It is in this background that the current tensions arose between the Kim Jong-un led North Korean regime and almost every other international actor. The present issue began with a report by the U.S. Defence Intelligence Agency that North Korea has developed weapons capable of reaching the American mainland, posing a direct and imminent threat to U.S citizens. The tensions intensified when North Korea’s foreign minister called a missile launch at the U.S mainland inevitable. This subsequently led to Donald Trump threatening North Korea with “total destruction” and directly insulting Kim Jong-Un as “little rocket man”. Along with this verbal skirmish, both North Korea and the United States have undertaken military tests and exercises to the effect of further intensifying tensions. The climax of this was North Korea launching two ballistics missiles over Hokkaido, Japan.

The present state of relations between North Korea and the bloc of countries led by the USA has been seen as unprecedented. It is also true that the international reaction to the dispute has been surprising. China has always been North Korea’s closest ally, providing support and enabling the regime. The primary reason for this is because China has a stake in the continued existence of the North Korean state.  It does not want millions of North Korean refugees fleeing into China as a result of the collapse of the state. It also does not want US troops approaching the Chinese border. If China would fight an extraordinarily bloody war for the existence of the North Korean buffer back in the 1950s, its present support for North Korea is understandable. However, the current actions of North Korea are apparently sufficiently intolerable for China to agree to implement the most stringent sanctions ever imposed upon North Korea. These sanctions, however, are contingent on China keeping up its end of the bargain.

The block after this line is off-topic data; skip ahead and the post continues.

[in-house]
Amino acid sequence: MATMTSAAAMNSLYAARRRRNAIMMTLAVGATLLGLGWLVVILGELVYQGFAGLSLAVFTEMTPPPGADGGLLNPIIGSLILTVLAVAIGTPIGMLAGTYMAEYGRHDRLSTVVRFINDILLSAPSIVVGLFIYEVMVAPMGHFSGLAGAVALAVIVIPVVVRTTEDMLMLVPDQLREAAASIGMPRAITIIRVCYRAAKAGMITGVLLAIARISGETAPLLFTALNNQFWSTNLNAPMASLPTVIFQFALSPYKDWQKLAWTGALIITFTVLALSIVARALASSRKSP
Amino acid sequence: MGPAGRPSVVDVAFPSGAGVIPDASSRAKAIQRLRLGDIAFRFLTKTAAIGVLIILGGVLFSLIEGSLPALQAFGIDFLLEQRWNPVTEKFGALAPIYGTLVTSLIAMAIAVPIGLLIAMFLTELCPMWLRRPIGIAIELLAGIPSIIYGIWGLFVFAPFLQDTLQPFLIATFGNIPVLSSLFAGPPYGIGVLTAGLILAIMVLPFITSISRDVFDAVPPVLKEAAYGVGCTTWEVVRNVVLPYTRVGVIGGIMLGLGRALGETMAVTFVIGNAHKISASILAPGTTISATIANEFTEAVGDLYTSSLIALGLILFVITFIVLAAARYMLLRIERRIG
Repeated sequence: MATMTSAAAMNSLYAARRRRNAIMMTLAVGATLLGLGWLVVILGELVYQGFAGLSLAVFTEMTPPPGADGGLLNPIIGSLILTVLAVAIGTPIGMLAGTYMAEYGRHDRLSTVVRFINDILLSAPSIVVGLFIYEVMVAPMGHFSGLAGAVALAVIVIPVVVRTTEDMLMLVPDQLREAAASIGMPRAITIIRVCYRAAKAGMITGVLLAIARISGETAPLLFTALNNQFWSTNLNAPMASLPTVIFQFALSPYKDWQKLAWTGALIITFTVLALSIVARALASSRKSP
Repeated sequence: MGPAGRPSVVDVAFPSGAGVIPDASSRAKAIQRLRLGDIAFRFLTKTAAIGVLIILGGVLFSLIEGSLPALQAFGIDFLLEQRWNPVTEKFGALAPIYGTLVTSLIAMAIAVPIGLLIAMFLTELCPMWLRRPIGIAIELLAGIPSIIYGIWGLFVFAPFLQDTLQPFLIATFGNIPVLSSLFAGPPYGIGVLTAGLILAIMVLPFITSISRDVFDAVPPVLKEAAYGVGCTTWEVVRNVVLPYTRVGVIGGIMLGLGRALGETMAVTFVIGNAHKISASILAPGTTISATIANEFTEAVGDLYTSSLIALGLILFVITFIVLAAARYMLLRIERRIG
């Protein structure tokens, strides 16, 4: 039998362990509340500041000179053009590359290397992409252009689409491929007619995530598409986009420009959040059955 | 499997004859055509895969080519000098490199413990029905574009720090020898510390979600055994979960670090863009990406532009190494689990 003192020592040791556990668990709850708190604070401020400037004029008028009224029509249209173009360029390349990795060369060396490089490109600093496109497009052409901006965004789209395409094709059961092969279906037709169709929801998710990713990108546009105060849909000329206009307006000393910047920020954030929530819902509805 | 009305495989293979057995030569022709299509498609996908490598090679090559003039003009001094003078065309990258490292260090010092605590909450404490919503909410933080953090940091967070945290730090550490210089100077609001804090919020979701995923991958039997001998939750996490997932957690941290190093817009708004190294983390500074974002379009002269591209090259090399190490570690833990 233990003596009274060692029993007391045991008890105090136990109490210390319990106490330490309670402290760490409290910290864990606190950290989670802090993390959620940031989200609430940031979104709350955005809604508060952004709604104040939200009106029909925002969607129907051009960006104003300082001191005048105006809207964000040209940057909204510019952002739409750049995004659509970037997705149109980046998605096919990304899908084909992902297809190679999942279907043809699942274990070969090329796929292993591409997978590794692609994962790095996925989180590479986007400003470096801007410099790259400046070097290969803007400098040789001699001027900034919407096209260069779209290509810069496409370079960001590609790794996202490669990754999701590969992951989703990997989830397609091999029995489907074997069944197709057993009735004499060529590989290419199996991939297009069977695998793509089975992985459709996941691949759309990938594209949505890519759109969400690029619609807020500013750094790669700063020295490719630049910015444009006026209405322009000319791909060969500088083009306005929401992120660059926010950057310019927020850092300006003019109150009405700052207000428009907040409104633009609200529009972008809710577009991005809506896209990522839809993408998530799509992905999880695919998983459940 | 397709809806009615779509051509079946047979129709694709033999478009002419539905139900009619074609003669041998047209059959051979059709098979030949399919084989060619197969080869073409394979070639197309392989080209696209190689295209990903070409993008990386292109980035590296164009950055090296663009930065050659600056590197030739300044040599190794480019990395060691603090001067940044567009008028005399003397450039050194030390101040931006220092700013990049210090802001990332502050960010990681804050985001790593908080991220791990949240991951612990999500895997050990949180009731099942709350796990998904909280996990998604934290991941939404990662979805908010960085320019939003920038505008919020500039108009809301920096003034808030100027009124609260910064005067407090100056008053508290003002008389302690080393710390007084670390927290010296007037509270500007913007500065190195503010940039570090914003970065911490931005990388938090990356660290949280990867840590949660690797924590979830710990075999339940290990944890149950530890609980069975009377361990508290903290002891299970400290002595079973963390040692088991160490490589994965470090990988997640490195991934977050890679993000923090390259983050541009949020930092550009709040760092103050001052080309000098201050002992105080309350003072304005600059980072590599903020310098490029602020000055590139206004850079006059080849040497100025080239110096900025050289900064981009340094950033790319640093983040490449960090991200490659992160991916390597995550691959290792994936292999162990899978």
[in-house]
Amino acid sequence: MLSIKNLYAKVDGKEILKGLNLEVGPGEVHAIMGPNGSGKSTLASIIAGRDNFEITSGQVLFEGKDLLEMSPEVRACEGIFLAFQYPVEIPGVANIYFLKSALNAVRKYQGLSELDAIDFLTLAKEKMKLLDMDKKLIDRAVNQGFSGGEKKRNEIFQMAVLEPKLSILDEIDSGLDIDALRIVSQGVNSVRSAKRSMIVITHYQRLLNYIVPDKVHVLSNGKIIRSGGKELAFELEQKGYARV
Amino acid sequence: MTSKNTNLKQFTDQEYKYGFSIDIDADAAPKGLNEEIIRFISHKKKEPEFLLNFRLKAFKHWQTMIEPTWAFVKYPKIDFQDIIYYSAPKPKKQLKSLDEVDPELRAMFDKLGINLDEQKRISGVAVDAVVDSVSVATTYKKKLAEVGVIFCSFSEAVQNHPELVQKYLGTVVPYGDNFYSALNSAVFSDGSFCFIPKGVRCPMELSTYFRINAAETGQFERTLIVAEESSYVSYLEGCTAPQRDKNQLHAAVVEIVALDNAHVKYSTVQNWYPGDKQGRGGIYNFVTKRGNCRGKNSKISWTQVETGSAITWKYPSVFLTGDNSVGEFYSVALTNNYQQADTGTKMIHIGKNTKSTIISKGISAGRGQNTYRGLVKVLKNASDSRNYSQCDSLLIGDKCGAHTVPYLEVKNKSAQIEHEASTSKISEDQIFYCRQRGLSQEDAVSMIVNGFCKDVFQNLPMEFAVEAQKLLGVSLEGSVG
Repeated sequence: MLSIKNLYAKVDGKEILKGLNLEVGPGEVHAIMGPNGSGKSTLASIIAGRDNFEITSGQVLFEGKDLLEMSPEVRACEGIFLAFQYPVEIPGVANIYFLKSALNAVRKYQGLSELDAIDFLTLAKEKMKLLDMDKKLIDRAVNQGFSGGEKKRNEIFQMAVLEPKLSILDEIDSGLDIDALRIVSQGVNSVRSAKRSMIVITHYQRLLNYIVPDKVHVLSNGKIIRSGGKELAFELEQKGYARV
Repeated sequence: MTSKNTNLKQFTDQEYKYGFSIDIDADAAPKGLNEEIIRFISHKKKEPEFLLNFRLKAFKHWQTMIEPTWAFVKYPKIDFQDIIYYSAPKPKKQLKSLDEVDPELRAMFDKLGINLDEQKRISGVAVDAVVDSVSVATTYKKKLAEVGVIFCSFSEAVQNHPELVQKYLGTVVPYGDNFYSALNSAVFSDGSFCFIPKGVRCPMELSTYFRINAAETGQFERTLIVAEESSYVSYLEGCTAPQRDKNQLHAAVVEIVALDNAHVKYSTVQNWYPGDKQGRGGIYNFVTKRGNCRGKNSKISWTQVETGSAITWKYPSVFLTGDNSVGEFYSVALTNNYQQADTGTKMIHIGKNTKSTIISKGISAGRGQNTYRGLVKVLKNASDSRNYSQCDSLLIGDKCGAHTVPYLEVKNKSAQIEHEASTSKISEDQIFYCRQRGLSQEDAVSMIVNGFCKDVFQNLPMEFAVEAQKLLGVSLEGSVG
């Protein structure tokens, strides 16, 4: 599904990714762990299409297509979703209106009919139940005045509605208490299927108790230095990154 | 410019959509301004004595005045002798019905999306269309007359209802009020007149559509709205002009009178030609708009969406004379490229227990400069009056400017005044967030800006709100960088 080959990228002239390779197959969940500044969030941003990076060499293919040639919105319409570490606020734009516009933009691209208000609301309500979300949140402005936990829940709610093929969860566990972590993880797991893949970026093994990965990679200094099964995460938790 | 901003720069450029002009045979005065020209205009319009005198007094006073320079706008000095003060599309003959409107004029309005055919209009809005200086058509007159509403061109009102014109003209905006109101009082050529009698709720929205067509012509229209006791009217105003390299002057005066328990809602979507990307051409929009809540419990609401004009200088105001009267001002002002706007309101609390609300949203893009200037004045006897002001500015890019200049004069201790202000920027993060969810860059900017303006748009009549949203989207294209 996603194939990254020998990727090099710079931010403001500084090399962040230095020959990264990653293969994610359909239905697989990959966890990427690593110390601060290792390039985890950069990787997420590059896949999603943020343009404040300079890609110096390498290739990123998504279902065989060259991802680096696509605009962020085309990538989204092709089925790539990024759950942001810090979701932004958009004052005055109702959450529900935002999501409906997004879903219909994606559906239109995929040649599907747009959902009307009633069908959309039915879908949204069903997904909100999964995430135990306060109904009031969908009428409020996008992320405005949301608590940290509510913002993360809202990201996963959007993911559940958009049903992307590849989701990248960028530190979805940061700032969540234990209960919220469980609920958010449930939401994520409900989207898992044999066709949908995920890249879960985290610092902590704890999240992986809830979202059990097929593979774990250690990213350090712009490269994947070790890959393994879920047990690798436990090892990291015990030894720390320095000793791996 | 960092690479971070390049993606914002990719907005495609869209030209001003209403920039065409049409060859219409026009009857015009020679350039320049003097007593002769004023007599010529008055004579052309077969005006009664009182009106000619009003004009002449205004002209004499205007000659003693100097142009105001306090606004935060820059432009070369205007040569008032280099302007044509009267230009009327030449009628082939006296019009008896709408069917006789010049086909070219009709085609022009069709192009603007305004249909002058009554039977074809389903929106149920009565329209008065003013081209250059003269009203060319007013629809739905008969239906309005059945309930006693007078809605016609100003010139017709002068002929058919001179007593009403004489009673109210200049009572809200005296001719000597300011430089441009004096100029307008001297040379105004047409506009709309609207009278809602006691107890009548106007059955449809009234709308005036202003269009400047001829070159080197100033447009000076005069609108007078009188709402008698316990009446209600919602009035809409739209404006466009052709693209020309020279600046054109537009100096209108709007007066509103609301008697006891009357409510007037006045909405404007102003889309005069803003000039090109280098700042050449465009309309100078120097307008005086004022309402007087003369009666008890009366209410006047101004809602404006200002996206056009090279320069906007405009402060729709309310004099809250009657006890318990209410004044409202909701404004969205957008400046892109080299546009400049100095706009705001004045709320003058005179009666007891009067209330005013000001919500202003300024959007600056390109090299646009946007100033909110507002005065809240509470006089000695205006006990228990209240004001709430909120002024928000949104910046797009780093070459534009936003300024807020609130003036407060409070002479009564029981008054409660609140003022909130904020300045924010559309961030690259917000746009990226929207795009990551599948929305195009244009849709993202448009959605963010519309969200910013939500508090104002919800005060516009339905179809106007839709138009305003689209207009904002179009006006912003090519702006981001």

However, despite all this, war is still probably unlikely to occur, even if there are a few caveats. Many consider Kim Jong-un as an irrational actor – as an inexperienced, megalomaniacal and deluded individual. The entire nature of the North Korean regime and its devotion to the Kim dynasty has always been portrayed as a joke. There are stories that Kim Jong-il, the father of Jong-un, could control the weather, learned to walk as a three-week-old baby, and chastised his high school teachers for teaching wrongly. Continuing this cult of personality, Kim Jong-un is even said to be a child prodigy who could drive at 3 years old. These ludicrous stories and the over the top language of North Korean officials paint a picture of a deranged ruling class, mad enough to start a war it can’t win. However, for a government which acts so seemingly irrationally and self-destructive, they are probably one of the least suicidal dictatorships of all time given their track record. The Kim dynasty has outlived almost all other dictatorships from the Cold War era and has survived every American administration since the Cold War.